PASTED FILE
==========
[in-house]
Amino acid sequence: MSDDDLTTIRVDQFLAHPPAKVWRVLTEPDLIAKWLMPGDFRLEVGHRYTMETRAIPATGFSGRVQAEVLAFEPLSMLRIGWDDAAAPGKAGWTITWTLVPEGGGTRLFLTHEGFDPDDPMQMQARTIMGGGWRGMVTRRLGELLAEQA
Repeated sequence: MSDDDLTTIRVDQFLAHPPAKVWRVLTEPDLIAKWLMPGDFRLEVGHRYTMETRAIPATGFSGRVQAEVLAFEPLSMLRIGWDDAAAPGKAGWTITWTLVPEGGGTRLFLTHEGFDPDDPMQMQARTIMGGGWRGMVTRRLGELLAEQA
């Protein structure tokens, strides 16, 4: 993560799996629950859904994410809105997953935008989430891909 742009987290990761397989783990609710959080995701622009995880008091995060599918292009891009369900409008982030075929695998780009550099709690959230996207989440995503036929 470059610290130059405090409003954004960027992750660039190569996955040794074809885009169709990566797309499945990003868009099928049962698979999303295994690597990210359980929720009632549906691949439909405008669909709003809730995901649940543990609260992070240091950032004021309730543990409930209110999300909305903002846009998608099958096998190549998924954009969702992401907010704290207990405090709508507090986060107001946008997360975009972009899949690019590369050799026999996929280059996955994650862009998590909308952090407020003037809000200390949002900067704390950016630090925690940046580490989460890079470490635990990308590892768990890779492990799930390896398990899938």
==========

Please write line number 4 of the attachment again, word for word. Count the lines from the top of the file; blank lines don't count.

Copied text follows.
């Protein structure tokens, strides 16, 4: 993560799996629950859904994410809105997953935008989430891909 742009987290990761397989783990609710959080995701622009995880008091995060599918292009891009369900409008982030075929695998780009550099709690959230996207989440995503036929 470059610290130059405090409003954004960027992750660039190569996955040794074809885009169709990566797309499945990003868009099928049962698979999303295994690597990210359980929720009632549906691949439909405008669909709003809730995901649940543990609260992070240091950032004021309730543990409930209110999300909305903002846009998608099958096998190549998924954009969702992401907010704290207990405090709508507090986060107001946008997360975009972009899949690019590369050799026999996929280059996955994650862009998590909308952090407020003037809000200390949002900067704390950016630090925690940046580490989460890079470490635990990308590892768990890779492990799930390896398990899938």